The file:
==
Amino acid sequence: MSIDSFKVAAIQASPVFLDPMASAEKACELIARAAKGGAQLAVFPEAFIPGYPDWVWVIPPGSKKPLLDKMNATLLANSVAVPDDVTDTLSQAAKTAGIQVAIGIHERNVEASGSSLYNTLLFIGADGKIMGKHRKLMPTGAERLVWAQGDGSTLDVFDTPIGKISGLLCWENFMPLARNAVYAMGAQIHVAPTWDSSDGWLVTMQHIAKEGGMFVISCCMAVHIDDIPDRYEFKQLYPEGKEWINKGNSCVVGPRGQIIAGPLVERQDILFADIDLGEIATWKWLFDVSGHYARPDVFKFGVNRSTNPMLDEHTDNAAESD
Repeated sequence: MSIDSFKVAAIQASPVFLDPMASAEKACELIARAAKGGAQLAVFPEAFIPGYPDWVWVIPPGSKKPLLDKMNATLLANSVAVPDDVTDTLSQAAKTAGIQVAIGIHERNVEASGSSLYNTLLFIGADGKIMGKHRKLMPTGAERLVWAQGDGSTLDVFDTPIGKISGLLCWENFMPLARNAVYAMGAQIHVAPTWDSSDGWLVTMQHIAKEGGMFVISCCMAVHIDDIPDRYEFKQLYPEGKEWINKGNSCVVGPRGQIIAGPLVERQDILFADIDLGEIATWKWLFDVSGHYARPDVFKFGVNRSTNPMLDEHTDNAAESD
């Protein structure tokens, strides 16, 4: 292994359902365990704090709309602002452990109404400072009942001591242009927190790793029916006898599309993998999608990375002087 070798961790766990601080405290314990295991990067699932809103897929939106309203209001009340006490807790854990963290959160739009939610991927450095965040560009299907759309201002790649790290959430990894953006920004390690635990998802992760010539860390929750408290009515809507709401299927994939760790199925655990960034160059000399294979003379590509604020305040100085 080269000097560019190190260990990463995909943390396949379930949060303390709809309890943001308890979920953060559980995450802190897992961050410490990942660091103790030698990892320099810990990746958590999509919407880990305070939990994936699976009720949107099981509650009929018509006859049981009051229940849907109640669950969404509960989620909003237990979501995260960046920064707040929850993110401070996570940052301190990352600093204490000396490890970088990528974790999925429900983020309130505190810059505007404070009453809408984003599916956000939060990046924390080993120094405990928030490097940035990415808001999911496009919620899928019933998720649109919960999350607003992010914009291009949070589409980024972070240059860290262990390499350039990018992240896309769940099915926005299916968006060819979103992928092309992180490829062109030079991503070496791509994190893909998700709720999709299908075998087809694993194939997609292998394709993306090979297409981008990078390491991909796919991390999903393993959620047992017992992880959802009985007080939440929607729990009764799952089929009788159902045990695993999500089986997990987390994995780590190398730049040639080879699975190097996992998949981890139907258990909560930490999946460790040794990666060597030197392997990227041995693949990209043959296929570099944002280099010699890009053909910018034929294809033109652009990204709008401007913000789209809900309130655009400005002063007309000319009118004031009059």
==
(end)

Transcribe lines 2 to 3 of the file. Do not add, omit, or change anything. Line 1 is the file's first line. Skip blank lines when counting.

Repeated sequence: MSIDSFKVAAIQASPVFLDPMASAEKACELIARAAKGGAQLAVFPEAFIPGYPDWVWVIPPGSKKPLLDKMNATLLANSVAVPDDVTDTLSQAAKTAGIQVAIGIHERNVEASGSSLYNTLLFIGADGKIMGKHRKLMPTGAERLVWAQGDGSTLDVFDTPIGKISGLLCWENFMPLARNAVYAMGAQIHVAPTWDSSDGWLVTMQHIAKEGGMFVISCCMAVHIDDIPDRYEFKQLYPEGKEWINKGNSCVVGPRGQIIAGPLVERQDILFADIDLGEIATWKWLFDVSGHYARPDVFKFGVNRSTNPMLDEHTDNAAESD
């Protein structure tokens, strides 16, 4: 292994359902365990704090709309602002452990109404400072009942001591242009927190790793029916006898599309993998999608990375002087 070798961790766990601080405290314990295991990067699932809103897929939106309203209001009340006490807790854990963290959160739009939610991927450095965040560009299907759309201002790649790290959430990894953006920004390690635990998802992760010539860390929750408290009515809507709401299927994939760790199925655990960034160059000399294979003379590509604020305040100085 080269000097560019190190260990990463995909943390396949379930949060303390709809309890943001308890979920953060559980995450802190897992961050410490990942660091103790030698990892320099810990990746958590999509919407880990305070939990994936699976009720949107099981509650009929018509006859049981009051229940849907109640669950969404509960989620909003237990979501995260960046920064707040929850993110401070996570940052301190990352600093204490000396490890970088990528974790999925429900983020309130505190810059505007404070009453809408984003599916956000939060990046924390080993120094405990928030490097940035990415808001999911496009919620899928019933998720649109919960999350607003992010914009291009949070589409980024972070240059860290262990390499350039990018992240896309769940099915926005299916968006060819979103992928092309992180490829062109030079991503070496791509994190893909998700709720999709299908075998087809694993194939997609292998394709993306090979297409981008990078390491991909796919991390999903393993959620047992017992992880959802009985007080939440929607729990009764799952089929009788159902045990695993999500089986997990987390994995780590190398730049040639080879699975190097996992998949981890139907258990909560930490999946460790040794990666060597030197392997990227041995693949990209043959296929570099944002280099010699890009053909910018034929294809033109652009990204709008401007913000789209809900309130655009400005002063007309000319009118004031009059």